Wednesday, July 09, 2008


Leviathan Is The Slaveholder

Okay, let's stipulate that Jonah Goldberg makes a pretty silly argument in his Los Angeles Times column. Getting young people to volunteer more is in no way slavery and, in fact, were Obama not black, it's doubtful that the "irony" cheap-shot valve in Jonah's brain would kick in.

That said, in slapping Jonah down, Jeff Fecke misses an important point himself:
Wha–? Did Jonah Goldberg just make the argument that adding a curriculum requirement for colleges and schools is tantamount to slavery? Really? I mean, by that logic, isn’t compulsory education itself slavery? Does this make No Child Left Behind the Dred Scott decision of the 21st century? And if so, does that mean the anti-choicers have to stop using it as a dog-whistle?
Cheap allusions to the 13th amendment should be as off-limits in political discussion as similar ones that invoke the Holocaust, Hitler, concentration camps, Kristallnacht, etc.

However, Fecke unwittingly points to a major problem that those on the right have had about NCLB, almost from the beginning. The greater role the federal government assers in an area that should ideally be left to state or local authorities, the greater likelihood that the federal government will find ways to increase that power -- depending upon who is in power. Under Bush, the feds essentially turned most local schools into mega-testing centers. Now Obama comes along and thinks, " addition to testing the kids on reading and math, lets make sure that every school system has some sort of volunteerism requirement in its curriculum."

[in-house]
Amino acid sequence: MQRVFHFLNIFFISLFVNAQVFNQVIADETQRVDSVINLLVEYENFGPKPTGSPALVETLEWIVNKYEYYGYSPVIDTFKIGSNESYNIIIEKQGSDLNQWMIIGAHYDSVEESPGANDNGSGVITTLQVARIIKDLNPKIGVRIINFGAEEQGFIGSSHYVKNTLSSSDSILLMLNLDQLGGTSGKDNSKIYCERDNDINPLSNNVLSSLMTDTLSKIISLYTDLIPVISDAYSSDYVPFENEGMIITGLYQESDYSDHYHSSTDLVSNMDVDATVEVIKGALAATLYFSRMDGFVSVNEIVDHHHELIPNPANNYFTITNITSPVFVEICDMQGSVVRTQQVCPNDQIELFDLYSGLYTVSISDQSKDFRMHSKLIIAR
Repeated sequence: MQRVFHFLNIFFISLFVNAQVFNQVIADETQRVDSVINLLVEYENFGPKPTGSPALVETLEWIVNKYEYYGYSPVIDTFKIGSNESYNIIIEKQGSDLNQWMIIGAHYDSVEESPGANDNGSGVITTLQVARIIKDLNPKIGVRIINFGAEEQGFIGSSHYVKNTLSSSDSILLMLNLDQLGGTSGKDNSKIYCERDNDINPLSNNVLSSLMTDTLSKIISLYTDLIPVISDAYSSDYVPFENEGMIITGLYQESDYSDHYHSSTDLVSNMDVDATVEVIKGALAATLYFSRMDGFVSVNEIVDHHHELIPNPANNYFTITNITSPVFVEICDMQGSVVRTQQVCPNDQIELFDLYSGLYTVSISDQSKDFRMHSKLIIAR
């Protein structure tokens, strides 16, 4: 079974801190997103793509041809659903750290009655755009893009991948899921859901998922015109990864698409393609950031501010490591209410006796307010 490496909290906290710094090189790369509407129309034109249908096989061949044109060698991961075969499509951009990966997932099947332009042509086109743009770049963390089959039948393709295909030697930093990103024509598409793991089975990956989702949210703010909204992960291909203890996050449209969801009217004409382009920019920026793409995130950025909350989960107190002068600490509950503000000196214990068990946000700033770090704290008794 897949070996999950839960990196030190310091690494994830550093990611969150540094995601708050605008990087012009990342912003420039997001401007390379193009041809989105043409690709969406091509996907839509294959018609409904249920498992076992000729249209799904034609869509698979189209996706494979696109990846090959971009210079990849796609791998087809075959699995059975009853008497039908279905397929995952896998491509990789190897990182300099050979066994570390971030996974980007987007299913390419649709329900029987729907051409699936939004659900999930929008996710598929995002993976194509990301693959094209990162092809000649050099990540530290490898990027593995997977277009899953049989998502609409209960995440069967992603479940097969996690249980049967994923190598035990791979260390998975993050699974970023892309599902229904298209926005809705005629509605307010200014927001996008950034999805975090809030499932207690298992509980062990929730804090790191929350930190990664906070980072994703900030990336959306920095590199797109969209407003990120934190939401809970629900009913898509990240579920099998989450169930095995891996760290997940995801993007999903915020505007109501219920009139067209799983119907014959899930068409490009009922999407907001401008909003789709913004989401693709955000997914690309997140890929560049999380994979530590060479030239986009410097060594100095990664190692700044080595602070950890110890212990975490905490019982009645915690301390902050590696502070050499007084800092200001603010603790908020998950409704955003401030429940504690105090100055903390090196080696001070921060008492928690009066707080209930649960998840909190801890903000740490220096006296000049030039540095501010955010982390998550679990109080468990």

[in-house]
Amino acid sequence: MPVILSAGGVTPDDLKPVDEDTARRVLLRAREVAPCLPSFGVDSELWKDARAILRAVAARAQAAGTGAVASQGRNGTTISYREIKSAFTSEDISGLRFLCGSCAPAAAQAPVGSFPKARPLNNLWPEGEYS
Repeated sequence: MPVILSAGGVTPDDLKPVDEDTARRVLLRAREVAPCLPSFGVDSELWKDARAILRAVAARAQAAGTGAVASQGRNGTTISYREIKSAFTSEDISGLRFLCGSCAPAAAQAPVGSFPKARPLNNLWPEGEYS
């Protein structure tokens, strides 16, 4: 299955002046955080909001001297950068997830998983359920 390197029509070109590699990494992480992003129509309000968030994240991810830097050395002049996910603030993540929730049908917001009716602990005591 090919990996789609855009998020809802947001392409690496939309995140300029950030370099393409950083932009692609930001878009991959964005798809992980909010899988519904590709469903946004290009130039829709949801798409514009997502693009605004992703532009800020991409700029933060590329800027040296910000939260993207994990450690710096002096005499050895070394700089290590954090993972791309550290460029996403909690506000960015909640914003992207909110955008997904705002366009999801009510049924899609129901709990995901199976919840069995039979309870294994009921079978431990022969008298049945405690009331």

Now, personally, as I've alluded to before, I don't have a knee-jerk opposition to the idea of some form of universal national service. However, one can see almost immediately where the likely ideological battlefields will spring up over Obama's idea:

Will the local Planned Parenthood be considered a legitimate charity where little liberal Lisa can volunteer?

Or how about the local Birthright, where little conservative Connie might want to counsel someone out of having an abortion?

Will both be considered "valid" volunteer options by either local or federal powers-that-be?

In short, this would immediately open up another field for the "federal funding for abortion" fight.

Now, this is the very serious discussion that should be had -- how the federal leviathan inevitably extends and expands its fingers into every part of society.

Smartass "slavery" rhetoric does nothing more than obscure where this debate should be centered.

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